Honda Accord
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If a Honda has 242000 miles would you replace the timing belt?

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2013-02-28 00:51:58
2013-02-28 00:51:58

"Interference engine" means pistons will hit valves if the timing belt breaks. A high-lift cam, which pushes the valves closer to the pistons, combined with a high-compression engine, which pushes the pistons closer to the valves, equal an engine that is either always an interference engine or just an interference engine if there's enough carbon and schmutz on the valves and piston faces. Sometimes you break a timing belt, put a new one on and all is well. Sometimes you break one and wind up having to change valves and pistons.

As far as I'm concerned, head gaskets are inexpensive enough that it won't hurt you to pull the head and inspect the valves and pistons if you're changing a broken timing belt. Not only will you KNOW the engine will start when you put it back together, it'll make setting the crank to TDC much easier.

AnswerI just had the timing belt replaced on my '89 Honda Accord it broke while I was going down the expressway. My mechanic told me I was one lucky guy as it is an interference engine and he expected at least one bent value but non were bent. My advice is to replace it before it breaks. Its a $350 job but if you break it while driving you can add another $100 for the tow plus another hundred or so to determine if there are bent valves. If there are bent valves the price goes way over $1000. I had less than 80,000 miles on this belt.

Just a PS. this is NOT an interference engine. You will not have bent valves, damaged pistons or any other such problem. Camshaft and Crankshaft can be rotated individually without a problem. I have replaced many Honda belts, both before and after breakage.

the "interferance" , i don't know where you guys get that but that has no bearing on bent or non bent valves on this model. Interferance meaning the type of belt system, like the F series is interferance, because there is a balance shaft belt that turns 2 balance shafts ofn that particular engine , same as the H series. Now talking about being square , under square and over square , now that's more of a preferance of bending valves or not as Honda has always been larger bore or almost equal bore and hort strokes, making for engine capable of high rev,s these are under square engine. The possibility of bending a valve is high. But on these A20 engines as in these models with 3 valves , it was designed that if the belt broke the cam would and always usually turned to a "neutral" position to where most the valves were closed or near a closed position as not to bend valves.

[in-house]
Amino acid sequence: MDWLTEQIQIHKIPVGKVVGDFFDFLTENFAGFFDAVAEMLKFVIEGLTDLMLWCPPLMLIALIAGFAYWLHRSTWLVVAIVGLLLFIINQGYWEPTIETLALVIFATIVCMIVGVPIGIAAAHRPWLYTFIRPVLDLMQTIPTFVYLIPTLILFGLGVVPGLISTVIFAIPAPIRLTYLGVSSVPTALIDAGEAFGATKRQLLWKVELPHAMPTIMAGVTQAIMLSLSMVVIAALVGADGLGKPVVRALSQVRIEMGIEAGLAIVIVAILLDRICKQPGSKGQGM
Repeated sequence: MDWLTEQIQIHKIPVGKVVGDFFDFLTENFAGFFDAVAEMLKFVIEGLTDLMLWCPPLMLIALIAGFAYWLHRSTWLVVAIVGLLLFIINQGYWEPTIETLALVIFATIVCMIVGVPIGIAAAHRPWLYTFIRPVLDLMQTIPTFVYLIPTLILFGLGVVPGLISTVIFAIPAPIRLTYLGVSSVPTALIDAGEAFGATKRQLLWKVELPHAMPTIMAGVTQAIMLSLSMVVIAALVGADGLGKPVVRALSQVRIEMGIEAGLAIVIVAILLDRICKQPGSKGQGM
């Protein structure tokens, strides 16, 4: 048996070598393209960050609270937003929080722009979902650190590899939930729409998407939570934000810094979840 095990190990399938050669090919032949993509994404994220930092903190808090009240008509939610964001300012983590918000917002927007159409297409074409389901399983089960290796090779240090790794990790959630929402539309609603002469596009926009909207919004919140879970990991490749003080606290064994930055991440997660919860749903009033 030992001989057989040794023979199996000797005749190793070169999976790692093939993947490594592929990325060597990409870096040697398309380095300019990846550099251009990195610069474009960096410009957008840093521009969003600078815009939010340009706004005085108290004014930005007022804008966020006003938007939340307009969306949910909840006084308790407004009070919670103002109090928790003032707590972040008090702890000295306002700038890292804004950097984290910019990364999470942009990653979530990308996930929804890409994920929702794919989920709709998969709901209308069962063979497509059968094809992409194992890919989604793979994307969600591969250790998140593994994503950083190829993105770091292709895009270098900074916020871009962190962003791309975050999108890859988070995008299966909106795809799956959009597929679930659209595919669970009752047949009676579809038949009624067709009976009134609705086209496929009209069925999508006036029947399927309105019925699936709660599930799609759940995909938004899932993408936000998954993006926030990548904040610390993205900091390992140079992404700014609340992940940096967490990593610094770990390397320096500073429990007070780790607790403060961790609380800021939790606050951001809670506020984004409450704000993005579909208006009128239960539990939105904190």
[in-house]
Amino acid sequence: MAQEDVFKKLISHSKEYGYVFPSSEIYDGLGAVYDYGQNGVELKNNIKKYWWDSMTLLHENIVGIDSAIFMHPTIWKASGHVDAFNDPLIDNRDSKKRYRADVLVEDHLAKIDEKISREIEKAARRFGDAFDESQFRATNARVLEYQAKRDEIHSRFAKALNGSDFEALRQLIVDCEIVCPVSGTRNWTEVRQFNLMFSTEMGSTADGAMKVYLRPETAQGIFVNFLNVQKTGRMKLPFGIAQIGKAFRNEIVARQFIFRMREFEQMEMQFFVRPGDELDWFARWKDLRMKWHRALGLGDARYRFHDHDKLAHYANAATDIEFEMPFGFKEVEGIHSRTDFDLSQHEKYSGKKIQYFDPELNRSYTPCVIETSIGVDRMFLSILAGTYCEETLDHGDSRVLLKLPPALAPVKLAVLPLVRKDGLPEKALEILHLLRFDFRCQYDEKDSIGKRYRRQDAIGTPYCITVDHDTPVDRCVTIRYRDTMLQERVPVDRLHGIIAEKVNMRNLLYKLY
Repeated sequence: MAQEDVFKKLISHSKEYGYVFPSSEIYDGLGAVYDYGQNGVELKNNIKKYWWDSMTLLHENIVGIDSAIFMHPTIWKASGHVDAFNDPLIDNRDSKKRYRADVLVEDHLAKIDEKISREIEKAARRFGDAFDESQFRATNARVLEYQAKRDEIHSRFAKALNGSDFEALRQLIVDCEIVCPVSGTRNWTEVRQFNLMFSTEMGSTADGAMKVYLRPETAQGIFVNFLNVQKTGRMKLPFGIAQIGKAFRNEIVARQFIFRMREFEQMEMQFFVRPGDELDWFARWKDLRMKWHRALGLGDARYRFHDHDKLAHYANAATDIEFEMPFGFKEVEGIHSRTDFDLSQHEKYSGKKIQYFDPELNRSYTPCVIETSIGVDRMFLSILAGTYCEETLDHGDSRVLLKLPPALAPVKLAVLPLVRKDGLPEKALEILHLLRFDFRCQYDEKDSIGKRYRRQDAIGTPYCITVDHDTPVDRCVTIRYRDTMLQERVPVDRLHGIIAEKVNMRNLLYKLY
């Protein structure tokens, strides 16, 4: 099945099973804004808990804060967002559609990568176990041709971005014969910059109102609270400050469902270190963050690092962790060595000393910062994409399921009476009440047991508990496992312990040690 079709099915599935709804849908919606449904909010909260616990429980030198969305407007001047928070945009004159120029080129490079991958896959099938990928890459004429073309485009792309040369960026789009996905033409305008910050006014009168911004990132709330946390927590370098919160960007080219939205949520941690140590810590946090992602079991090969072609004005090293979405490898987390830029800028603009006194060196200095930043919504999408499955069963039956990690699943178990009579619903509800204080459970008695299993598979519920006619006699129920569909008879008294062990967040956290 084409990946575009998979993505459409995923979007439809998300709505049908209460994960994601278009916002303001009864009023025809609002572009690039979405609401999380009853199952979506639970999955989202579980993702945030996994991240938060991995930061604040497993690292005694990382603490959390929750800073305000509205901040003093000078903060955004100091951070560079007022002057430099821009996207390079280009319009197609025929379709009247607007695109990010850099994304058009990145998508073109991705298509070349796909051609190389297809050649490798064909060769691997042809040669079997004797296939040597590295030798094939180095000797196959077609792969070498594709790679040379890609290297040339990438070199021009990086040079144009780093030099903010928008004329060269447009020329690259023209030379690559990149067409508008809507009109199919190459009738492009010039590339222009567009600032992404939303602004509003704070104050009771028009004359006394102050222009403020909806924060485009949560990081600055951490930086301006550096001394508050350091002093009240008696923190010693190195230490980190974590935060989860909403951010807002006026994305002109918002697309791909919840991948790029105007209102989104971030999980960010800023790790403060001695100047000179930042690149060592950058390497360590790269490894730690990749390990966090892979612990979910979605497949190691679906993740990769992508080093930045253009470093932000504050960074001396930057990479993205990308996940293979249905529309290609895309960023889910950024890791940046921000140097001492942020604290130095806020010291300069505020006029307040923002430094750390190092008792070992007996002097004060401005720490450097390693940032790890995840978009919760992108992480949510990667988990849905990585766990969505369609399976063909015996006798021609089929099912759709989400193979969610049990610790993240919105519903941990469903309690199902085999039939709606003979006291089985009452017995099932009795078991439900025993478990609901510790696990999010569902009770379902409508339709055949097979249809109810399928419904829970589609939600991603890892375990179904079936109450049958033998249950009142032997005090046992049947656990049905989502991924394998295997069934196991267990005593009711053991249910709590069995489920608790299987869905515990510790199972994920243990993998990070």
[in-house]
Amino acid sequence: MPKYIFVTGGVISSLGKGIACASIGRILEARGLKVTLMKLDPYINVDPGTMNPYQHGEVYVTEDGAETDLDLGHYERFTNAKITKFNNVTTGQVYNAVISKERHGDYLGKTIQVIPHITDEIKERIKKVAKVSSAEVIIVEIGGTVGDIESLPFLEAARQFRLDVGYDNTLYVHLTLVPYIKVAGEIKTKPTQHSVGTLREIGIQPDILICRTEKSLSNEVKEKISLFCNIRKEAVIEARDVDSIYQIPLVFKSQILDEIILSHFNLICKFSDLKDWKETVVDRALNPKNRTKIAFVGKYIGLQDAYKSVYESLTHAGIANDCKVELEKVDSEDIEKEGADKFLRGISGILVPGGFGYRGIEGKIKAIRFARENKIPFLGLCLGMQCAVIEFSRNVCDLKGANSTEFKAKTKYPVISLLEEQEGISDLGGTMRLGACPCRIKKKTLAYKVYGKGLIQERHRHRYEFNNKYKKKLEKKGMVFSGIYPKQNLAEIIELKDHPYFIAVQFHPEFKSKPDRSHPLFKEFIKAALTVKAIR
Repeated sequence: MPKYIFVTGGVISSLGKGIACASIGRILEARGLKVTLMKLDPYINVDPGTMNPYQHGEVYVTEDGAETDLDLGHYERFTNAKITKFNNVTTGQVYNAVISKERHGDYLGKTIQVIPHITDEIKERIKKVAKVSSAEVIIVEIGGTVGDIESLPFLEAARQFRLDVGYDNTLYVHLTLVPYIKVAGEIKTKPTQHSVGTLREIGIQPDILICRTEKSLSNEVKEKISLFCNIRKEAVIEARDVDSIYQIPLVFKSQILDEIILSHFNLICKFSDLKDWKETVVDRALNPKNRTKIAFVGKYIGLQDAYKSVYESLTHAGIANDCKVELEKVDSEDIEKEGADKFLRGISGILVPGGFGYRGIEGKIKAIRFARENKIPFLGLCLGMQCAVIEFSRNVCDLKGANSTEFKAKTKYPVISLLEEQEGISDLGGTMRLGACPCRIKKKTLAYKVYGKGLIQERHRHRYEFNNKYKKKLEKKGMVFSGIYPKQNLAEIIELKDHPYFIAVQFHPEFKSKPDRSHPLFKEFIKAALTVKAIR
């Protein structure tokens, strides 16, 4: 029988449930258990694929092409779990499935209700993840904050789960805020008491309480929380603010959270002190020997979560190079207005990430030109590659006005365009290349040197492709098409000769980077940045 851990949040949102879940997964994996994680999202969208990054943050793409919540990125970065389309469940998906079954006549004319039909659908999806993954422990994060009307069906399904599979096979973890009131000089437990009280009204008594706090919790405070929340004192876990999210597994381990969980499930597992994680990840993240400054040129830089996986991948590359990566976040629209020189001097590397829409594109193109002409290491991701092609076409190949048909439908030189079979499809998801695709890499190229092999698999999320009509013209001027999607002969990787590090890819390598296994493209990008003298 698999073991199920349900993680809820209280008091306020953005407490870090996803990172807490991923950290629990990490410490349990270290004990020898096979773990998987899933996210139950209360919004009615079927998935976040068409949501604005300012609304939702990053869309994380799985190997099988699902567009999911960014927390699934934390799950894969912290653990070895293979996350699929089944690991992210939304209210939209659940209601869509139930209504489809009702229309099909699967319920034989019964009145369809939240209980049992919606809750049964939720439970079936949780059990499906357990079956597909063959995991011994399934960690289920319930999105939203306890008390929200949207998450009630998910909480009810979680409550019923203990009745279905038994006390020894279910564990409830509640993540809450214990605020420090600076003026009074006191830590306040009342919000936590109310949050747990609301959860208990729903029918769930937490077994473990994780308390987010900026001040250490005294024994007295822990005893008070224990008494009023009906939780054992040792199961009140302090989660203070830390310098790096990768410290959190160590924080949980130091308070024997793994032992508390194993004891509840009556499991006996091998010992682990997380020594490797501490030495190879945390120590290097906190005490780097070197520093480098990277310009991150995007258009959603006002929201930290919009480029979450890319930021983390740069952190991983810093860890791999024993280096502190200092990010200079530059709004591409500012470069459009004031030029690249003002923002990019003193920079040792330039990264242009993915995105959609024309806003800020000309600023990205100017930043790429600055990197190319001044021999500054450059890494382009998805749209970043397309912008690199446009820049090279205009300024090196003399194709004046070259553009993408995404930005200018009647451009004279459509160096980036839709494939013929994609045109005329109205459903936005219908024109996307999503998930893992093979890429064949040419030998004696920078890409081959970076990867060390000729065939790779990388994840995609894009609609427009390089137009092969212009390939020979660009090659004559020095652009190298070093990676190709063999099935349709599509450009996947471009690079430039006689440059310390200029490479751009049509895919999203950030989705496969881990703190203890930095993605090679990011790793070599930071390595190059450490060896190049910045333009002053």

Kongkit Raggan-Supatanampon

AnswerKongkit, "interference engine" has nothing to do with the belt system. If you've got an interference engine--Hondas do--the valves are close enough to the tops of the pistons that they'll hit if the timing belt breaks. A noninterference engine, like you'll find in a Toyota or a VW, has enough clearance that it won't hit.

Given that, in reality the Honda engine isn't a "true" interference engine. They gave just enough clearance between the valves and the pistons that, assuming there's not a lot of buildup on the valves, you won't hit if the timing belt breaks. That's a really big assumption, and Honda is afraid of lawsuits: if someone was running an ill-maintained, crudded-up engine that Honda claimed was noninterference, broke the timing belt and bent four or five valves, their first stop would be a lawyer: "But they SAID it was a noninterference engine!" They cover their asses by claiming the engine is interference. This way you can be happy if you break a timing belt and not bend any valves, and you won't sue if you do bend a few.

If it was my car, I would pull the head and look. If you managed to bend a valve or hole a piston, it'll be very obvious. If you didn't bend one? You needed a new head gasket anyway.

to be safe you should change the belt every 50,000 to 90,000 miles

Answer:

Not if the previous owner just did it 10,000 miles ago! When was it last changed? If you know anything about your car, who you got it from, or better yet, where it was maintained, possibly they can tell you when the last one was done. Honda dealers keep good computer records, and you can go visit or call the service department there, take your VIN, and they can tell you whether they've seen your car before and what has been done to it and when.

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